Sept. 23, 2013: More than a dozen Texas State University students have been charged in connection with a hazing incident involving several members of the marching band drumline, an official said Monday. In all, 13 students are facing hazing and other misdemeanor charges following a nearly three-week investigation by the school and its police department, said Joanne Smith, vice president for student affairs at the university. (link)
Sept. 20, 2013: At the University of Colorado--Boulder, 80 of the campus' 300 structures sustained some kind of water damage, making it the hardest-hit school in the state. University spokesperson Bronson Hilliard said that 21 students were evacuated from three dorms on campus due to flooding, 11 or 12 of which will require new housing for the remainder of the year. The school has also had to provide hotel rooms to 45 of its off-campus students, he says. (link)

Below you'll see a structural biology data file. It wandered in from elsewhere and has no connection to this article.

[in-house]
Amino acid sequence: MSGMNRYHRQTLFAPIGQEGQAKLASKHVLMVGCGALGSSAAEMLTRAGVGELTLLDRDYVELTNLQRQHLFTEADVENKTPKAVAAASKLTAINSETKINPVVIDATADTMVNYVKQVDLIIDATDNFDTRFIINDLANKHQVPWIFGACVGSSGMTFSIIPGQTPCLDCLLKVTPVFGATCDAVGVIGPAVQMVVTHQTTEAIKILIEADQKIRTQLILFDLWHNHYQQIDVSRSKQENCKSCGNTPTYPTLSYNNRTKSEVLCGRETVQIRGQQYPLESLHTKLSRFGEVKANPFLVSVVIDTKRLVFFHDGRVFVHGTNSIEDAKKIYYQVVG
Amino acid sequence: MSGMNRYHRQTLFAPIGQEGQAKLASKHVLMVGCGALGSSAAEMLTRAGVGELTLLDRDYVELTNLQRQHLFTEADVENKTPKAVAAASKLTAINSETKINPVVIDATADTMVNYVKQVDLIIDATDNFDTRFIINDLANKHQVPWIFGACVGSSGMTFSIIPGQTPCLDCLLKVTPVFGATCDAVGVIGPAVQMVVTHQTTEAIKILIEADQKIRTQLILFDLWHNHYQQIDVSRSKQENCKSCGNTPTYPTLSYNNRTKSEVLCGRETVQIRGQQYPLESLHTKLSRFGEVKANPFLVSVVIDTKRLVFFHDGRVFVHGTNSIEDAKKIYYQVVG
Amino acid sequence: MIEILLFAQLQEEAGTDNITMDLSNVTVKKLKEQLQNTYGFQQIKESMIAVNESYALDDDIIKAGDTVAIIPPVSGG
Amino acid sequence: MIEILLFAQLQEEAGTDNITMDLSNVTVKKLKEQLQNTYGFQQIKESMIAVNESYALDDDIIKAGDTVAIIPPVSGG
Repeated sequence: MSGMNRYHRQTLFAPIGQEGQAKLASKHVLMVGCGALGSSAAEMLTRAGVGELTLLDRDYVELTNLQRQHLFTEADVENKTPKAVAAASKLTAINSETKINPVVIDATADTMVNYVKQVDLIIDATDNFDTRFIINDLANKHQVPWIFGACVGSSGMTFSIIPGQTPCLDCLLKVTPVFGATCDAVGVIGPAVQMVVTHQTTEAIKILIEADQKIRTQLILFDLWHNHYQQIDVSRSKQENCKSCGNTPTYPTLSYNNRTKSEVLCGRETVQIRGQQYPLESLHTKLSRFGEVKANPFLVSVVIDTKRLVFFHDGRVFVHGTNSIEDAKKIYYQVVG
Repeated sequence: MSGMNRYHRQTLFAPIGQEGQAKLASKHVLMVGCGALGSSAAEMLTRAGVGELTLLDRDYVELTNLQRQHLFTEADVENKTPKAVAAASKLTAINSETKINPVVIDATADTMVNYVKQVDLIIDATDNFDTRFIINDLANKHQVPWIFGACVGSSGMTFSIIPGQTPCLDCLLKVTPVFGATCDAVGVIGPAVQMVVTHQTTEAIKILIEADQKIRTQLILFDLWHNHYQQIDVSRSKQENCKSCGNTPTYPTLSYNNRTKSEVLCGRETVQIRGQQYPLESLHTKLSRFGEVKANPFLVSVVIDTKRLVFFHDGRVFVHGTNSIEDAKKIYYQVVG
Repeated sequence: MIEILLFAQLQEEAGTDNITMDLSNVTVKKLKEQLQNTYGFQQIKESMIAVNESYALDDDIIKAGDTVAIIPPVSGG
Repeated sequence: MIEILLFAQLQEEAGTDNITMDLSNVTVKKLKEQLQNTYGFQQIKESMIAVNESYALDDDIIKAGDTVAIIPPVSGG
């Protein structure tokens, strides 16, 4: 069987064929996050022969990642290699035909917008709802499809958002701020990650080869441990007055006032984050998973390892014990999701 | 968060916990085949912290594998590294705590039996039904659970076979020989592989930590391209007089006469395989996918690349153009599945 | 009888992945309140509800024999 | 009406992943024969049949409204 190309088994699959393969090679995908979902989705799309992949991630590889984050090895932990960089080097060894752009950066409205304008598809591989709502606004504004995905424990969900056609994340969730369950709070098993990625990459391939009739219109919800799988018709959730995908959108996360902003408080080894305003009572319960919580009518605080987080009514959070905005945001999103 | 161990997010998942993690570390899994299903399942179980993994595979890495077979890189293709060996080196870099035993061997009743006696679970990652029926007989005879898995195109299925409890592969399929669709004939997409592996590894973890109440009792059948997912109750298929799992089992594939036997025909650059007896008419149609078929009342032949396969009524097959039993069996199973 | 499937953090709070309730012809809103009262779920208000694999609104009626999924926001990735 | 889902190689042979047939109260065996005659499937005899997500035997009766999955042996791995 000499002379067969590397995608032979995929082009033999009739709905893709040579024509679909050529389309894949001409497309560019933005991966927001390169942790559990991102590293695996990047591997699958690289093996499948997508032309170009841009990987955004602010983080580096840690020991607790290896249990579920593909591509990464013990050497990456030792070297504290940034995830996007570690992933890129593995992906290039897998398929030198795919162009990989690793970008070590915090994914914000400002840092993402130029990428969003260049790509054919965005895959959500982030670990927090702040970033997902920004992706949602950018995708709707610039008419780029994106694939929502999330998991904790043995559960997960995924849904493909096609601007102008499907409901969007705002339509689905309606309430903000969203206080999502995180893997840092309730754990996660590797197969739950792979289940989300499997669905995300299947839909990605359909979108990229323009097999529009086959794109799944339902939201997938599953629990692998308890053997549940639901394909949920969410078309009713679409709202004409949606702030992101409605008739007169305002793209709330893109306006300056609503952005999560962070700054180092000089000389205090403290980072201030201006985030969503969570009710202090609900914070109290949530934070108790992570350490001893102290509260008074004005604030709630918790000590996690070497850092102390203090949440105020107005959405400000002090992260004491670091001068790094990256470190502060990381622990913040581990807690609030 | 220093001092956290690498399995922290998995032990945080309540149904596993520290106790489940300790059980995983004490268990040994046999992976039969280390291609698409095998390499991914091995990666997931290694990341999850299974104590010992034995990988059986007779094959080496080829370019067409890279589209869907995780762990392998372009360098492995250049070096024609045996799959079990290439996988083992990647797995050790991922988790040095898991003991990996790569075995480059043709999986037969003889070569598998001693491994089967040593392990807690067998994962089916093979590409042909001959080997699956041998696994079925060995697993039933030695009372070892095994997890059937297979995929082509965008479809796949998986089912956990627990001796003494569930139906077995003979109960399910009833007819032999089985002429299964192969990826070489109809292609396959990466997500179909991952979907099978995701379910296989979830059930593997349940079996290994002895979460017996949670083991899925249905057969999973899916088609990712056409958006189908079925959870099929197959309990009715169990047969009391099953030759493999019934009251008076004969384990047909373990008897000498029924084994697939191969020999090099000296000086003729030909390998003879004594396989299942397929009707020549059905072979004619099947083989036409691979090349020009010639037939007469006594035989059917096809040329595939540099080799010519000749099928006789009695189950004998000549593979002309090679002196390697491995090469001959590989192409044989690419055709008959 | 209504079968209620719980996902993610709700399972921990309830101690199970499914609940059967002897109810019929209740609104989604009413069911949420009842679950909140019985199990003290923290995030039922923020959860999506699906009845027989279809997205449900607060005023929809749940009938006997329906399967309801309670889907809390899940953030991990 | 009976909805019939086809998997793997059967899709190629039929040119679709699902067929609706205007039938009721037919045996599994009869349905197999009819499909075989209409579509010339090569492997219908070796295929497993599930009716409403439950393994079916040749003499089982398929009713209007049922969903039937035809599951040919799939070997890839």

Sept. 17, 2013: To many students, it was simply a prank, a way of poking fun at a popular music video.And on Tuesday night, they decided to let Grand Valley State University know it, protesting a decision to earlier that day remove a campus sculpture that students had begun riding -- at least one person did so nude -- to parody the music video of Miley Cyrus' hit song ''Wrecking Ball.'' (link)
Sept. 16, 2013: A fraternity at LSU that displayed a banner mocking the 1970 fatal shootings of Kent State college students may face disciplinary actions from the university. LSU's football team went up against Kent State Saturday night but before the game, students in the Zeta Zeta chapter of the Delta Kappa Epsilon fraternity, hung a sign from their fraternity house that read: ''Getting Massacred Is Nothing New to Kent St.,'' referring to the Kent State Massacre that left four people dead and nine injured. (link)